Alan Stubbs hardly had time to draw breath after watching his side claim second place in the Championship, the Hibs head coach dashing from Falkirk to Motherwell as he began to lay his plans for the play-offs.
At Fir Park he saw two possible opponents – although it’s looking increasingly as if it will be Motherwell rather than Ross County who find their Premiership status under threat – battle out a 1-1 draw.
Before then, of course, Hibs will have to negotiate a two-legged affair against either Rangers or Queen of the South, but with 16 days before the first of those encounters, it underlines Stubbs’ determination to use that time not only to ensure his own players are ready but that a full dossier on who they will be playing is in place.
The homework on Rangers and Queens, you’d imagine, will be pretty much done, Hibs having faced the Ibrox club five times and the Dumfries outfit on four occasions already this season, but Stubbs wasn’t going to waste an opportunity to brush up on sides with which he’s perhaps a little less familiar. He said: “We have time to prepare the team for the winners of the Queens and Rangers tie. We are going to use it to the best of our advantage and prepare the players for the winners of that game.”
In that regard, Hibs are in pretty good shape, the Scottish Cup semi-final defeat by Falkirk, while not forgotten, has been put to one side with three successive victories and ten goals scored as the Easter Road club held their nerve to see off the challenge of Rangers for that second place which means two fewer play-off games to play.
The long wait before Hibs travel to either Palmerston Park or Govan on May 20 will also give those who were involved in that play-off horror against Hamilton this time last year plenty of time to reflect on that experience as midfielder Scott Robertson admitted.
He said: “I think some people might use that as motivation, but I just want to succeed with Hibs. That would be good enough for me. Of course last year was a major low point, losing to Hamilton, but I would like to think we can end the season on a major positive.
“I think it taught us how to handle the play-off situation. The way it was last year, Hamilton had it all to gain and we had it all to lose. The pressure was on us, but after the first result everyone thought we were going to stay up. It didn’t work out like that, it showed you that you never know what football is going to throw at you.”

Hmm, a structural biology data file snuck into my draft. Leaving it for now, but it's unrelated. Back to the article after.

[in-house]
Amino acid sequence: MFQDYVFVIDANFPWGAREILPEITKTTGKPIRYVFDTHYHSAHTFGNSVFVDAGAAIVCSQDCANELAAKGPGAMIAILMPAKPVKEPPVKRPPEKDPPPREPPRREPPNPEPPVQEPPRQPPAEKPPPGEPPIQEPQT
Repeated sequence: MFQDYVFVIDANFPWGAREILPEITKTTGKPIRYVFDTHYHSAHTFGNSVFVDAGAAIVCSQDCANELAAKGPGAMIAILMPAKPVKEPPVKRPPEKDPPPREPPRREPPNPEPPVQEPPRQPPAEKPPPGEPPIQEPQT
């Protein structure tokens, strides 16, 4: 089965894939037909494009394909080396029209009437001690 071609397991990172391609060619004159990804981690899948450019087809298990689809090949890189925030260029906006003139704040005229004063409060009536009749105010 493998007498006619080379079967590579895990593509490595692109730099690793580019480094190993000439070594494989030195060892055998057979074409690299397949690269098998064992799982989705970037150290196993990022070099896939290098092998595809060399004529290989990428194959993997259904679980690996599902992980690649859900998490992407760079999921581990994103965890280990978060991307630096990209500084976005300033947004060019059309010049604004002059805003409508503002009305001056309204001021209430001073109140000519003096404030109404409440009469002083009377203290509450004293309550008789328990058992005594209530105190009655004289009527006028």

That late capitulation to Accies, as did the recent Hampden defeat by Falkirk, raised questions over whether Robertson and his team-mates had the “bottle” for the big occasion, many expecting them to stumble yet again at the final hurdle as they faced the Bairns having failed to beat Peter Houston’s men on their four previous attempts this season.
Stubbs, though, insisted such claims had merely made his players all the more determined to make their critics eat their words.
“Sometimes I am surprised when people can question someone’s bottle,” he said. “It was not a question when we had lost just once in 27 games, but suddenly when we have lost one or two people question it. I think it’s good sometimes because it just makes players more determined.
“When you work with a group as good as they are day in and day out, I know exactly what the characters are and I know they are ready for what lies ahead. They have plenty of bottle, they are young, very intelligent and very good footballers.”
Robertson agreed that mental toughness will be called upon during the play-offs, saying: “We are going to need to have a bit of steel about us because whoever we face in the semi final is going to be eager to get to the final. And if we get to the final, it will be even more difficult.
“I feel we’ve shown in certain games this season that we’ve got the steel and the grit to do it. When we’ve been required to do it we’ve done it.”
The midfielder also insisted that results rather than performances were what was required at this stage of the season but, not only have Stubbs’ players produced the necessary wins, they have done so with a bit of style as they finally laid that Falkirk bogey to rest.
Stubbs couldn’t have asked for a better start, Martin Boyle nicking the ball off Craig Sibbald before side-stepping Will Vaulks and playing a one-two with Scott Allan and then drilling a low shot across Bairns goalkeeper Jamie MacDonald and into the far corner of the net – an exact replica of his goal against Alloa seven days earlier.
Hibs didn’t have it all their own way, though, a string of crosses – seen as their Achilles heel by Houston – causing a few problems in the swirling wind with Mark Oxley happy to see Tom Taiwo’s shot take a slight deflection before Jason Cummings settled the nerves of the 3493 travelling fans who were aware Rangers were two-up at Tynecastle with his 20th goal of the season.
And Dominique Malonga wrapped it up as the most laid-back man at Easter Road took Cummings’ pass and calmly slotted it beyond MacDonald.
Stubbs, however, insisted he had no cause for concern either before or during the match.
He said: “When you have good players it gives you that bit of confidence. Most importantly, I trust them to the hilt. I trust them to get on the ball, I trust them to take the ball in difficult positions and you only get that trust when you know you have good footballers.
“If you don’t have that you do become a bit nervous. But they have been great all season. I didn’t feel nervous at all, I was excited before the game and I said that to the players, it was part of my talk. I was really excited for them.”
And Robertson insisted Stubbs’ confidence was shared by his players.
“We had heard all the talk about Falkirk being our bogey side – and all that nonsense – but we knew what we had to do,” he said. “ We had our fate in our own hands and we got over the line.
“I think we can have great confidence for what lies ahead. We all feel it’s an exciting time right now.”